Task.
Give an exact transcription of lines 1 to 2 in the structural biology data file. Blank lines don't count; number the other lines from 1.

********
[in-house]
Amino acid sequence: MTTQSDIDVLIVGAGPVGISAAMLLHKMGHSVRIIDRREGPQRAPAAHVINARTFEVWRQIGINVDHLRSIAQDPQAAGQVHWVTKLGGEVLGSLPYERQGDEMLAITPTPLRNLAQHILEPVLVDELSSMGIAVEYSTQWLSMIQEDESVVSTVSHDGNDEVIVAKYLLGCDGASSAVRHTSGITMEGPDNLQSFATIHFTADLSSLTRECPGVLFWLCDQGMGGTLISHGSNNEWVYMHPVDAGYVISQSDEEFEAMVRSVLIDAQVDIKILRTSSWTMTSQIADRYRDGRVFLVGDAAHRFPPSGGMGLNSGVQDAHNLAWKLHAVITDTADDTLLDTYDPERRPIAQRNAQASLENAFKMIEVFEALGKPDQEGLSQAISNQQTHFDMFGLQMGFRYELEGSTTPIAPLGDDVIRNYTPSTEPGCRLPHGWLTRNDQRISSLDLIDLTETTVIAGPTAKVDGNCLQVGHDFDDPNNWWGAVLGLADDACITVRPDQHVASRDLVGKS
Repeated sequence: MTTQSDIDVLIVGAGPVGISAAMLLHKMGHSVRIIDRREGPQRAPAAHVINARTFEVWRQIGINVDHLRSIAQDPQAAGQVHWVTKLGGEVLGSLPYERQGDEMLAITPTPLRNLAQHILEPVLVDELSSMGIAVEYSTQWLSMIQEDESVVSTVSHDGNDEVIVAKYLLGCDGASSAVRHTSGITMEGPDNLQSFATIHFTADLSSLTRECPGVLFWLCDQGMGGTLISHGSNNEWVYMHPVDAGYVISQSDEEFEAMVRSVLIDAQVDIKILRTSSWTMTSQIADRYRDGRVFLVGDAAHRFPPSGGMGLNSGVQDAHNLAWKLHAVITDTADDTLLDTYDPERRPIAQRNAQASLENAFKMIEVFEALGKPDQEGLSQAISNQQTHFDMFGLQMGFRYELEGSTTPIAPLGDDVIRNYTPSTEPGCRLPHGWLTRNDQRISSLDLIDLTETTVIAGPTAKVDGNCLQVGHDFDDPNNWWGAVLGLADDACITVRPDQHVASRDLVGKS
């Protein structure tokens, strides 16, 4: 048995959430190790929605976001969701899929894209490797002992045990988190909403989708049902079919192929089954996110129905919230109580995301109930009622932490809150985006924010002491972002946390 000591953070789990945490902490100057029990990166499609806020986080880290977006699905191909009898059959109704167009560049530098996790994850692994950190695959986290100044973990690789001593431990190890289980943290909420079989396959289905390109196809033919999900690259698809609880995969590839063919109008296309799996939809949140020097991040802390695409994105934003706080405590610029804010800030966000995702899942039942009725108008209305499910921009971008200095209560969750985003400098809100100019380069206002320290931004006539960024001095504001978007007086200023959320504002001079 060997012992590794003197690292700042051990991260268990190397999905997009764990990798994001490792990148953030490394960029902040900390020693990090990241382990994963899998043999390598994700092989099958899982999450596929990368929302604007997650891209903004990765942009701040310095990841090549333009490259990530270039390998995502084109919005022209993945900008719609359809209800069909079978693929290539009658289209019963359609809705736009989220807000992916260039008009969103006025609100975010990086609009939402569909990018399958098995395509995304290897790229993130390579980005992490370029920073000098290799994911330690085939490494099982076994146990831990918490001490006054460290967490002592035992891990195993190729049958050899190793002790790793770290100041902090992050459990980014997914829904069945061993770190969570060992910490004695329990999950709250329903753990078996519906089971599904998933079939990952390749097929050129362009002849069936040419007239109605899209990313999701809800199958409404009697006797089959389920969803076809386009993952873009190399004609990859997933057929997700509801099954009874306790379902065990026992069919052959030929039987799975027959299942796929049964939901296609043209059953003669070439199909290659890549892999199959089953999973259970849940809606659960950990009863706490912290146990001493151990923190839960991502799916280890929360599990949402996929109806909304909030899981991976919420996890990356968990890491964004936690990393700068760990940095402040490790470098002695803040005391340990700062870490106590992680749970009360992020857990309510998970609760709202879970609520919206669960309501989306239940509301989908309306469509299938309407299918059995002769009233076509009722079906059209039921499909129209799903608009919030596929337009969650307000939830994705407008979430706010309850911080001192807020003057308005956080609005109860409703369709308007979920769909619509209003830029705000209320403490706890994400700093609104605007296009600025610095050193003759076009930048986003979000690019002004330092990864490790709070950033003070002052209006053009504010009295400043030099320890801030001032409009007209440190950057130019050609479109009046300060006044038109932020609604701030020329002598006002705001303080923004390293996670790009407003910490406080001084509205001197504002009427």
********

[in-house]
Amino acid sequence: MTTQSDIDVLIVGAGPVGISAAMLLHKMGHSVRIIDRREGPQRAPAAHVINARTFEVWRQIGINVDHLRSIAQDPQAAGQVHWVTKLGGEVLGSLPYERQGDEMLAITPTPLRNLAQHILEPVLVDELSSMGIAVEYSTQWLSMIQEDESVVSTVSHDGNDEVIVAKYLLGCDGASSAVRHTSGITMEGPDNLQSFATIHFTADLSSLTRECPGVLFWLCDQGMGGTLISHGSNNEWVYMHPVDAGYVISQSDEEFEAMVRSVLIDAQVDIKILRTSSWTMTSQIADRYRDGRVFLVGDAAHRFPPSGGMGLNSGVQDAHNLAWKLHAVITDTADDTLLDTYDPERRPIAQRNAQASLENAFKMIEVFEALGKPDQEGLSQAISNQQTHFDMFGLQMGFRYELEGSTTPIAPLGDDVIRNYTPSTEPGCRLPHGWLTRNDQRISSLDLIDLTETTVIAGPTAKVDGNCLQVGHDFDDPNNWWGAVLGLADDACITVRPDQHVASRDLVGKS